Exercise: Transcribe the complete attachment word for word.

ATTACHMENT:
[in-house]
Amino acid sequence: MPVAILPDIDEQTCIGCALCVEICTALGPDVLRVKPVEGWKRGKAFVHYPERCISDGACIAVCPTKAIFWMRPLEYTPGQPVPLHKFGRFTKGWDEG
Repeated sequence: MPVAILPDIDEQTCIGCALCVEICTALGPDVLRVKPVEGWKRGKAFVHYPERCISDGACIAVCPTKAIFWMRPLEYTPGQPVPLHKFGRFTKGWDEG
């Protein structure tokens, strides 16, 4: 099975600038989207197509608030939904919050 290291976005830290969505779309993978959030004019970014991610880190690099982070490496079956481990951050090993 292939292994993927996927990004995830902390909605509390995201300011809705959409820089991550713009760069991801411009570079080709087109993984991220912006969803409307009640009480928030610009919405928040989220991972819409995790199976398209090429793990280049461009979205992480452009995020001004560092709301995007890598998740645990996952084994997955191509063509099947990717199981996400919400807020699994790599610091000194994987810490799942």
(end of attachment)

[in-house]
Amino acid sequence: MPVAILPDIDEQTCIGCALCVEICTALGPDVLRVKPVEGWKRGKAFVHYPERCISDGACIAVCPTKAIFWMRPLEYTPGQPVPLHKFGRFTKGWDEG
Repeated sequence: MPVAILPDIDEQTCIGCALCVEICTALGPDVLRVKPVEGWKRGKAFVHYPERCISDGACIAVCPTKAIFWMRPLEYTPGQPVPLHKFGRFTKGWDEG
């Protein structure tokens, strides 16, 4: 099975600038989207197509608030939904919050 290291976005830290969505779309993978959030004019970014991610880190690099982070490496079956481990951050090993 292939292994993927996927990004995830902390909605509390995201300011809705959409820089991550713009760069991801411009570079080709087109993984991220912006969803409307009640009480928030610009919405928040989220991972819409995790199976398209090429793990280049461009979205992480452009995020001004560092709301995007890598998740645990996952084994997955191509063509099947990717199981996400919400807020699994790599610091000194994987810490799942």